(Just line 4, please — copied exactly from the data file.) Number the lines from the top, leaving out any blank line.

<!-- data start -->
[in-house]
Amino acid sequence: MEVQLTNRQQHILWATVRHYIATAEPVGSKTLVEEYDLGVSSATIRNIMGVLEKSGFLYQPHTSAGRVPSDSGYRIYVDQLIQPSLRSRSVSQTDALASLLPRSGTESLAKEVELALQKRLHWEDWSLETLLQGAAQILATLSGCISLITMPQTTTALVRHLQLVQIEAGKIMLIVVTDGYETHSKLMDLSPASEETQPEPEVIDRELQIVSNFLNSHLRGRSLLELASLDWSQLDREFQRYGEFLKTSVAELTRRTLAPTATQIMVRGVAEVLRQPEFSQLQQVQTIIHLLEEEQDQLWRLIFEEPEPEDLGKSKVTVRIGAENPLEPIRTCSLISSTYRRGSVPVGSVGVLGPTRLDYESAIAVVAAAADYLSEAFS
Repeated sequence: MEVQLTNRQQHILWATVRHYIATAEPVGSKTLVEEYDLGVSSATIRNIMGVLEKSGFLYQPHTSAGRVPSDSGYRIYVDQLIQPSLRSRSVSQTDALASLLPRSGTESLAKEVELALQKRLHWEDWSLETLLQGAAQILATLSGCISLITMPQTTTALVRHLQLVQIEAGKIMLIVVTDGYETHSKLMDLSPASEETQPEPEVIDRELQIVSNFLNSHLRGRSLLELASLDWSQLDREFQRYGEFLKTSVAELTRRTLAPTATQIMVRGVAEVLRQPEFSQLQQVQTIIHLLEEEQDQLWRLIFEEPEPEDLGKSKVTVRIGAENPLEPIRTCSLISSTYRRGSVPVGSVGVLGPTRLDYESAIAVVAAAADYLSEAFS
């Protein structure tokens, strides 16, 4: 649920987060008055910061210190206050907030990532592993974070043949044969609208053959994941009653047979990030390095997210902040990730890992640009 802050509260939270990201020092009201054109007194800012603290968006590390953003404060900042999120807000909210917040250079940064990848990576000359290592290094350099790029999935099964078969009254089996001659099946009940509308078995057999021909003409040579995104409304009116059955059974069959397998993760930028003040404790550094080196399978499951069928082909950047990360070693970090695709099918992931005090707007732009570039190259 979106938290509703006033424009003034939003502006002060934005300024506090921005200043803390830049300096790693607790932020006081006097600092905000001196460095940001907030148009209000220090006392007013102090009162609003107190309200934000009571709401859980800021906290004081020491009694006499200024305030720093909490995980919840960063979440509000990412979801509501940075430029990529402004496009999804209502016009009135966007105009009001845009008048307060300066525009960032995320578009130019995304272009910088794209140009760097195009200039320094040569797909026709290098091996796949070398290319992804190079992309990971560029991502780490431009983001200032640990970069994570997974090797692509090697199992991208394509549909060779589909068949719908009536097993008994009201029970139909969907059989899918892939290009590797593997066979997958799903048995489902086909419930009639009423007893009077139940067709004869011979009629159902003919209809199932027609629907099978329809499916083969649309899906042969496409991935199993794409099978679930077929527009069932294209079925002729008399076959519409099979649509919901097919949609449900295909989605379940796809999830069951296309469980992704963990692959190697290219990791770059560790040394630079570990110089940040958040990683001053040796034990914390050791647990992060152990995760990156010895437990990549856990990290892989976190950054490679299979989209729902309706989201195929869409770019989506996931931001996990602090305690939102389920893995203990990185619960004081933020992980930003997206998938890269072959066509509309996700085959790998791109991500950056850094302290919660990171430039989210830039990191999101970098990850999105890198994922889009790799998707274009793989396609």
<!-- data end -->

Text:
């Protein structure tokens, strides 16, 4: 649920987060008055910061210190206050907030990532592993974070043949044969609208053959994941009653047979990030390095997210902040990730890992640009 802050509260939270990201020092009201054109007194800012603290968006590390953003404060900042999120807000909210917040250079940064990848990576000359290592290094350099790029999935099964078969009254089996001659099946009940509308078995057999021909003409040579995104409304009116059955059974069959397998993760930028003040404790550094080196399978499951069928082909950047990360070693970090695709099918992931005090707007732009570039190259 979106938290509703006033424009003034939003502006002060934005300024506090921005200043803390830049300096790693607790932020006081006097600092905000001196460095940001907030148009209000220090006392007013102090009162609003107190309200934000009571709401859980800021906290004081020491009694006499200024305030720093909490995980919840960063979440509000990412979801509501940075430029990529402004496009999804209502016009009135966007105009009001845009008048307060300066525009960032995320578009130019995304272009910088794209140009760097195009200039320094040569797909026709290098091996796949070398290319992804190079992309990971560029991502780490431009983001200032640990970069994570997974090797692509090697199992991208394509549909060779589909068949719908009536097993008994009201029970139909969907059989899918892939290009590797593997066979997958799903048995489902086909419930009639009423007893009077139940067709004869011979009629159902003919209809199932027609629907099978329809499916083969649309899906042969496409991935199993794409099978679930077929527009069932294209079925002729008399076959519409099979649509919901097919949609449900295909989605379940796809999830069951296309469980992704963990692959190697290219990791770059560790040394630079570990110089940040958040990683001053040796034990914390050791647990992060152990995760990156010895437990990549856990990290892989976190950054490679299979989209729902309706989201195929869409770019989506996931931001996990602090305690939102389920893995203990990185619960004081933020992980930003997206998938890269072959066509509309996700085959790998791109991500950056850094302290919660990171430039989210830039990191999101970098990850999105890198994922889009790799998707274009793989396609």